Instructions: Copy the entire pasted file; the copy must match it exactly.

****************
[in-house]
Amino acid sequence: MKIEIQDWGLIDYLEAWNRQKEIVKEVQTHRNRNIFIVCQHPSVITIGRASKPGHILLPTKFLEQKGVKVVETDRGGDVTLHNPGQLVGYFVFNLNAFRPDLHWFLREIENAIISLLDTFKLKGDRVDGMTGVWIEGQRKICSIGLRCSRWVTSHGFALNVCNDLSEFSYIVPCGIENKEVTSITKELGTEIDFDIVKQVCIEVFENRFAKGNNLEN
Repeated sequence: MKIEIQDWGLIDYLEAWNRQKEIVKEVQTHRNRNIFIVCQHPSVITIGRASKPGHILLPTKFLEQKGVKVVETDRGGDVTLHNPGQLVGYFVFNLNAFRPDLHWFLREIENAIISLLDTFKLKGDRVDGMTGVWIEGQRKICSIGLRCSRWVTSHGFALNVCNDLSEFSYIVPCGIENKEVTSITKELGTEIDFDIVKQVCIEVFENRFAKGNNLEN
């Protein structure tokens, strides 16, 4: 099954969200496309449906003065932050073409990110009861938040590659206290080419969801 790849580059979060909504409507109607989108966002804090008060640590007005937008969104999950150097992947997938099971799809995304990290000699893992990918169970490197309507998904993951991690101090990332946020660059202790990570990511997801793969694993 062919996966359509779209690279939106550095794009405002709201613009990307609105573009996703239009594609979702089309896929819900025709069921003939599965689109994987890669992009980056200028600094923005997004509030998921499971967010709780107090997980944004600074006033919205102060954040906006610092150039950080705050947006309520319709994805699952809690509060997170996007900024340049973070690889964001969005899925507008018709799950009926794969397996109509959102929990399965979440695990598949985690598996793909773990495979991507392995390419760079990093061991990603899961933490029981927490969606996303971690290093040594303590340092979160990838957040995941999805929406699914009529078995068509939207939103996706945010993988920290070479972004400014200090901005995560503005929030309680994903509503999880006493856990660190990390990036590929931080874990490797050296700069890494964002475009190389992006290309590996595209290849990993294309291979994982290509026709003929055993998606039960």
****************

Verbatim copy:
[in-house]
Amino acid sequence: MKIEIQDWGLIDYLEAWNRQKEIVKEVQTHRNRNIFIVCQHPSVITIGRASKPGHILLPTKFLEQKGVKVVETDRGGDVTLHNPGQLVGYFVFNLNAFRPDLHWFLREIENAIISLLDTFKLKGDRVDGMTGVWIEGQRKICSIGLRCSRWVTSHGFALNVCNDLSEFSYIVPCGIENKEVTSITKELGTEIDFDIVKQVCIEVFENRFAKGNNLEN
Repeated sequence: MKIEIQDWGLIDYLEAWNRQKEIVKEVQTHRNRNIFIVCQHPSVITIGRASKPGHILLPTKFLEQKGVKVVETDRGGDVTLHNPGQLVGYFVFNLNAFRPDLHWFLREIENAIISLLDTFKLKGDRVDGMTGVWIEGQRKICSIGLRCSRWVTSHGFALNVCNDLSEFSYIVPCGIENKEVTSITKELGTEIDFDIVKQVCIEVFENRFAKGNNLEN
């Protein structure tokens, strides 16, 4: 099954969200496309449906003065932050073409990110009861938040590659206290080419969801 790849580059979060909504409507109607989108966002804090008060640590007005937008969104999950150097992947997938099971799809995304990290000699893992990918169970490197309507998904993951991690101090990332946020660059202790990570990511997801793969694993 062919996966359509779209690279939106550095794009405002709201613009990307609105573009996703239009594609979702089309896929819900025709069921003939599965689109994987890669992009980056200028600094923005997004509030998921499971967010709780107090997980944004600074006033919205102060954040906006610092150039950080705050947006309520319709994805699952809690509060997170996007900024340049973070690889964001969005899925507008018709799950009926794969397996109509959102929990399965979440695990598949985690598996793909773990495979991507392995390419760079990093061991990603899961933490029981927490969606996303971690290093040594303590340092979160990838957040995941999805929406699914009529078995068509939207939103996706945010993988920290070479972004400014200090901005995560503005929030309680994903509503999880006493856990660190990390990036590929931080874990490797050296700069890494964002475009190389992006290309590996595209290849990993294309291979994982290509026709003929055993998606039960």